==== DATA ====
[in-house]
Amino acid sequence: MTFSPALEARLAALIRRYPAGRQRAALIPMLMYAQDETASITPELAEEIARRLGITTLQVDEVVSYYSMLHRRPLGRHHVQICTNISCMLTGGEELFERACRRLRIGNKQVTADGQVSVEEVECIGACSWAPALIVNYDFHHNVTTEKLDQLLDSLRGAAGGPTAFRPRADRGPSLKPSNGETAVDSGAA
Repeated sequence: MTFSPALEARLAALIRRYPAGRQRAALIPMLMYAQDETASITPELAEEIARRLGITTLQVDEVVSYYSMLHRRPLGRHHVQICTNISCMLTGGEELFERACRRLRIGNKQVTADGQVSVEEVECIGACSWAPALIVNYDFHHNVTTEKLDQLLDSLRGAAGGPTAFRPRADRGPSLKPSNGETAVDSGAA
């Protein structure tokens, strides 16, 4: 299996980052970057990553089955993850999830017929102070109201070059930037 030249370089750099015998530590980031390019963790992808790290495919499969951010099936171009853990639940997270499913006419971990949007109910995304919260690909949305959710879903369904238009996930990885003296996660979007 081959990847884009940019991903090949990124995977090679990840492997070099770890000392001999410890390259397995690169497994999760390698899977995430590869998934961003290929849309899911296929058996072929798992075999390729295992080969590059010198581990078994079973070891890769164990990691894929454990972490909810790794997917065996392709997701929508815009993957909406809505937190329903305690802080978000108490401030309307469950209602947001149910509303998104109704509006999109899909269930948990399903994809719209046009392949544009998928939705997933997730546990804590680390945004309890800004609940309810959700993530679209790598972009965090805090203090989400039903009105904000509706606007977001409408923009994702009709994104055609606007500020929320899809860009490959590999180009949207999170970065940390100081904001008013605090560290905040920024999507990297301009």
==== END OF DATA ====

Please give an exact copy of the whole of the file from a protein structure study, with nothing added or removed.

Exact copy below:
[in-house]
Amino acid sequence: MTFSPALEARLAALIRRYPAGRQRAALIPMLMYAQDETASITPELAEEIARRLGITTLQVDEVVSYYSMLHRRPLGRHHVQICTNISCMLTGGEELFERACRRLRIGNKQVTADGQVSVEEVECIGACSWAPALIVNYDFHHNVTTEKLDQLLDSLRGAAGGPTAFRPRADRGPSLKPSNGETAVDSGAA
Repeated sequence: MTFSPALEARLAALIRRYPAGRQRAALIPMLMYAQDETASITPELAEEIARRLGITTLQVDEVVSYYSMLHRRPLGRHHVQICTNISCMLTGGEELFERACRRLRIGNKQVTADGQVSVEEVECIGACSWAPALIVNYDFHHNVTTEKLDQLLDSLRGAAGGPTAFRPRADRGPSLKPSNGETAVDSGAA
């Protein structure tokens, strides 16, 4: 299996980052970057990553089955993850999830017929102070109201070059930037 030249370089750099015998530590980031390019963790992808790290495919499969951010099936171009853990639940997270499913006419971990949007109910995304919260690909949305959710879903369904238009996930990885003296996660979007 081959990847884009940019991903090949990124995977090679990840492997070099770890000392001999410890390259397995690169497994999760390698899977995430590869998934961003290929849309899911296929058996072929798992075999390729295992080969590059010198581990078994079973070891890769164990990691894929454990972490909810790794997917065996392709997701929508815009993957909406809505937190329903305690802080978000108490401030309307469950209602947001149910509303998104109704509006999109899909269930948990399903994809719209046009392949544009998928939705997933997730546990804590680390945004309890800004609940309810959700993530679209790598972009965090805090203090989400039903009105904000509706606007977001409408923009994702009709994104055609606007500020929320899809860009490959590999180009949207999170970065940390100081904001008013605090560290905040920024999507990297301009």